In honor of Veteran’s day, our post today is about suicide after discharge from a psychiatric hospitalization.  Post-hospital suicide is a rarely studied event but does occur among all military and civilians.  The rate of suicide for soldiers in the US Army has historically been lower than the rate of civilian suicides, however since 2004 it’s been on the rise. It has risen to the point where the suicide rate for US Army soldiers is now higher than for civilians, even though the Army has been trying to address the problem. One group that would be important to target for intervention would be soldiers who have recently been discharged from inpatient psychiatric care. It has been long known that these patients are at high risk of taking their lives.

The U.S. Military has data that shows there is an eight-fold rise in the risk of suicide during the 3-month period after being hospitalized for a psychiatric condition. This data shows a five-fold rise in the risk of suicide during the next 9 months. A report showing a similar rise among civilians calls for expanding the suicide prevention programs after hospital discharge and interventions. In the United Kingdom they practice these kinds of interventions and there have been a significant decrease in post-hospital suicides, so it seems there is an association between the two.

Suicide is a very rare event, even among those who have recently been discharged from inpatient psychiatric care; therefore, the benefits of giving all inpatients who have been recently discharged in-depth comprehensive post-hospital suicide prevention instructions sounds a bit too extreme as the risks for everyone in this category are low. A more sensible approach would be to combine fairly inexpensive widely accepted interventions with more precisely targeted interventions for those patients deemed high-risk. However, this type of tiered approach means that a reliable risk assessment would need to be developed.

The most accurate predictors of suicide can be found in socio-demographics. These would include the gender being male, the age they enlisted in the service, any criminal history, possessing a weapon, being verbally violent, prior suicidality as well as particular aspects of their inpatient and outpatient psychiatric care. These would include number of prescriptions for antidepressants filled in the previous year and which psychiatric disorders had been diagnosed while they were hospitalized.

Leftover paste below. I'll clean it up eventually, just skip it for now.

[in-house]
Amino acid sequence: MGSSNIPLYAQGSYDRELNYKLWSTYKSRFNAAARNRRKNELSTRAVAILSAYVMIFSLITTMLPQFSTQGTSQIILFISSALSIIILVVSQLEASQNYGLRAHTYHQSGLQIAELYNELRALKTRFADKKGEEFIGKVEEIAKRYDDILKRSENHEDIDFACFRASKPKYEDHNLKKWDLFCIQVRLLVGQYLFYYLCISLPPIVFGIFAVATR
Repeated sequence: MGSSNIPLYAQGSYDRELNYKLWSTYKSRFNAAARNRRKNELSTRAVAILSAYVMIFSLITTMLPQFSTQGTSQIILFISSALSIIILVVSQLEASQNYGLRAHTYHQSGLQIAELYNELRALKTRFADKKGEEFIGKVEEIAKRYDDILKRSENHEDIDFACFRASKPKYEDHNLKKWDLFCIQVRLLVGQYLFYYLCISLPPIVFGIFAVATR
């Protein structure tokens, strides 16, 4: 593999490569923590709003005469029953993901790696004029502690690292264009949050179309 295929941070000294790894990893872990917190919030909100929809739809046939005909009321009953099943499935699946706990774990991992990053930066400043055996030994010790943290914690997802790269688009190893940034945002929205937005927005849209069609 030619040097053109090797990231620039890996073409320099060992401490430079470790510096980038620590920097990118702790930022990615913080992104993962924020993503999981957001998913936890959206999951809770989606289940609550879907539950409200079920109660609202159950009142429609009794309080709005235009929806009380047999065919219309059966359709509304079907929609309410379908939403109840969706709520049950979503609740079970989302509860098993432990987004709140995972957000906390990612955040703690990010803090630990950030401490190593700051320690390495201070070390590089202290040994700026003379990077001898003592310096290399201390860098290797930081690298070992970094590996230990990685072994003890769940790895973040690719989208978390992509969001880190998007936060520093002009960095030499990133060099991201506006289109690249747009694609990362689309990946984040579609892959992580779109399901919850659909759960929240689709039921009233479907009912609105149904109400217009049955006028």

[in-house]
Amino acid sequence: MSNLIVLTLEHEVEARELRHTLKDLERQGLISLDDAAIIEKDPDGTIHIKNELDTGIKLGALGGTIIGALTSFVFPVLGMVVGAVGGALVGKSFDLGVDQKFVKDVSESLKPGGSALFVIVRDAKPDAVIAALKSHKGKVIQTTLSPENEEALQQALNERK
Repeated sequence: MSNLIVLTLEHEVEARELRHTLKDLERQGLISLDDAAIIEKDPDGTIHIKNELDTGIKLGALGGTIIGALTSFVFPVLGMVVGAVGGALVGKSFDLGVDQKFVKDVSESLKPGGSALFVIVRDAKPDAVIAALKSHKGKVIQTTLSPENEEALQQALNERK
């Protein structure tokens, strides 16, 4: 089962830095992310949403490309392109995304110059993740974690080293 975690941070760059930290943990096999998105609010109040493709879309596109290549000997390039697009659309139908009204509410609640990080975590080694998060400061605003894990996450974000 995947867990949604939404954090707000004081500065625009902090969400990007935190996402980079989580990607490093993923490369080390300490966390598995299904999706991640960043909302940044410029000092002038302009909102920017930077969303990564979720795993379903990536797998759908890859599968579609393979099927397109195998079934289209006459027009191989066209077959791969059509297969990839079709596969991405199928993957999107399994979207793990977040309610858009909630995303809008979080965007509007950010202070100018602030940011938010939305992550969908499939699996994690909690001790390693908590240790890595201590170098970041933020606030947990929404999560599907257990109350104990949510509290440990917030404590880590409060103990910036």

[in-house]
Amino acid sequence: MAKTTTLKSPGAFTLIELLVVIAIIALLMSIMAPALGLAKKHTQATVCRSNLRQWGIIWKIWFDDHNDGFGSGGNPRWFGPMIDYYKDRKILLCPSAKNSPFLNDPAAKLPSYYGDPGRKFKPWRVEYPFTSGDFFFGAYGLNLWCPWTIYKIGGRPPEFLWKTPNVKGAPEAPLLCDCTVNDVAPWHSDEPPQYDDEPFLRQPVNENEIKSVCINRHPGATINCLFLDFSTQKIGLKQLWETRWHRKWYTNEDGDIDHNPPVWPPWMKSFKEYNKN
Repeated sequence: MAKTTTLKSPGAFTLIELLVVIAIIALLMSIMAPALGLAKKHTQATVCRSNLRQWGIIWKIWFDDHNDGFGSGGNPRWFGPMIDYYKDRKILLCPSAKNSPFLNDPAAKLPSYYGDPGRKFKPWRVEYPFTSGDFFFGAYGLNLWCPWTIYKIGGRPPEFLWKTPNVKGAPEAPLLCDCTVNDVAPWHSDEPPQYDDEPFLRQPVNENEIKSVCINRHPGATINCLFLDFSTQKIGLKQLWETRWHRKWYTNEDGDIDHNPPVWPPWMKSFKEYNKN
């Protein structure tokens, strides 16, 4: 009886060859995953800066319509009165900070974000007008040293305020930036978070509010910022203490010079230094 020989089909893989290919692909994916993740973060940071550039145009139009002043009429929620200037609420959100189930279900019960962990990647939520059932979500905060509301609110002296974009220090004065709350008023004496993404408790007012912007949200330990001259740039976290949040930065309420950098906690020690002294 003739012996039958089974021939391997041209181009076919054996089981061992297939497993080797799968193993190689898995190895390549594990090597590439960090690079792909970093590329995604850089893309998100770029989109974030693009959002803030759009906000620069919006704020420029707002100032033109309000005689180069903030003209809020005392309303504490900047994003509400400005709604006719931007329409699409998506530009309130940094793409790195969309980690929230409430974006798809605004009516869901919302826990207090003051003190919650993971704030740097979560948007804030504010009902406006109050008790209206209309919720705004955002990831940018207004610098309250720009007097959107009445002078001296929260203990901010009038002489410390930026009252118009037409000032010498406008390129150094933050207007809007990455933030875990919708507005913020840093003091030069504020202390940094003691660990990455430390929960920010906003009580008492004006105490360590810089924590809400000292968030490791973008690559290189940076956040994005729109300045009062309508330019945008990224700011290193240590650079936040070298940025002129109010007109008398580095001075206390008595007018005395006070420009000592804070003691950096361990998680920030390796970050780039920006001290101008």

Nearly 53% of suicide after discharge happened among the 5% of those hospitalized who had the highest predictable suicide risk, which comes to 3,824.1 suicides per every 100,000 people per year. These hospitalizations of the patients at most risk also accounted for a significant rise in the proportions of a number of other negative post-hospitalization outcomes. These include deaths by unintentional injury, attempted suicide, and additional hospitalizations.

The risk factors involved in suicide are known far and wide, however incorporating all this information in a way that it can be used to predict suicide is not so easy. This research study approached this problem by coming up with an actuarial algorithm for suicide risk from data derived from the U.S. Army and the Department of Defense. This is how they determined that 52.9% of suicides happened post-hospitalization of the 5% at most predictable risk.

It might be that intervening in this high-risk category of patients would not entirely solve the problem of suicide among those in the U.S. Army since suicide after discharge only account for 12% of all suicides among U.S. Army soldiers. The algorithm could help target those most in need of preventive programs and interventions.

Because of the large concentration of those most at risk of committing suicide and of having other negative outcomes, there may be a justification for targeting more extensive post-hospital suicide programs and interventions towards soldiers that have been categorized among those with the greatest risk for suicide after discharge. Before making a final decision a lot of factors would need to be considered, such as the cost of these programs and interventions, their effectiveness as compared to other forms of treatment, and any possible negative effects.

Military Suicide